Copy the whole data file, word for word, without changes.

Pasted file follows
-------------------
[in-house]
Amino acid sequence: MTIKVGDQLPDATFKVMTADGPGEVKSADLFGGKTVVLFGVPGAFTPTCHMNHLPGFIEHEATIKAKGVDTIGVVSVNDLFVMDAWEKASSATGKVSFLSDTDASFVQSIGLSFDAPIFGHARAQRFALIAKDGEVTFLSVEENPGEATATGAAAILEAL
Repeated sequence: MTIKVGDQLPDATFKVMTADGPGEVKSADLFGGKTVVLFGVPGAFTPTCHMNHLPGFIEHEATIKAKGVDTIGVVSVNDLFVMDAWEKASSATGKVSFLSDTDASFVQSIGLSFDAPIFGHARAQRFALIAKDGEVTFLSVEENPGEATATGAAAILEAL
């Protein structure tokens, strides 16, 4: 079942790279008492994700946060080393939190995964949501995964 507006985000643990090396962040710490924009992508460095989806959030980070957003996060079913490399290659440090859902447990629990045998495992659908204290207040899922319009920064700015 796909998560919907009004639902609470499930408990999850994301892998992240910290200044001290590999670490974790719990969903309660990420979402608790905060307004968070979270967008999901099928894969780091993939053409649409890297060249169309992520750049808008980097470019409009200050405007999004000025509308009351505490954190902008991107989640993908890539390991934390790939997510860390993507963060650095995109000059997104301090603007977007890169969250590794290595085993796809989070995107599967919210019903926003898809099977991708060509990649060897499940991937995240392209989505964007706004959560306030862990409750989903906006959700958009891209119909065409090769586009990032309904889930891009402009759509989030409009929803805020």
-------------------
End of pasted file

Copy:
[in-house]
Amino acid sequence: MTIKVGDQLPDATFKVMTADGPGEVKSADLFGGKTVVLFGVPGAFTPTCHMNHLPGFIEHEATIKAKGVDTIGVVSVNDLFVMDAWEKASSATGKVSFLSDTDASFVQSIGLSFDAPIFGHARAQRFALIAKDGEVTFLSVEENPGEATATGAAAILEAL
Repeated sequence: MTIKVGDQLPDATFKVMTADGPGEVKSADLFGGKTVVLFGVPGAFTPTCHMNHLPGFIEHEATIKAKGVDTIGVVSVNDLFVMDAWEKASSATGKVSFLSDTDASFVQSIGLSFDAPIFGHARAQRFALIAKDGEVTFLSVEENPGEATATGAAAILEAL
């Protein structure tokens, strides 16, 4: 079942790279008492994700946060080393939190995964949501995964 507006985000643990090396962040710490924009992508460095989806959030980070957003996060079913490399290659440090859902447990629990045998495992659908204290207040899922319009920064700015 796909998560919907009004639902609470499930408990999850994301892998992240910290200044001290590999670490974790719990969903309660990420979402608790905060307004968070979270967008999901099928894969780091993939053409649409890297060249169309992520750049808008980097470019409009200050405007999004000025509308009351505490954190902008991107989640993908890539390991934390790939997510860390993507963060650095995109000059997104301090603007977007890169969250590794290595085993796809989070995107599967919210019903926003898809099977991708060509990649060897499940991937995240392209989505964007706004959560306030862990409750989903906006959700958009891209119909065409090769586009990032309904889930891009402009759509989030409009929803805020």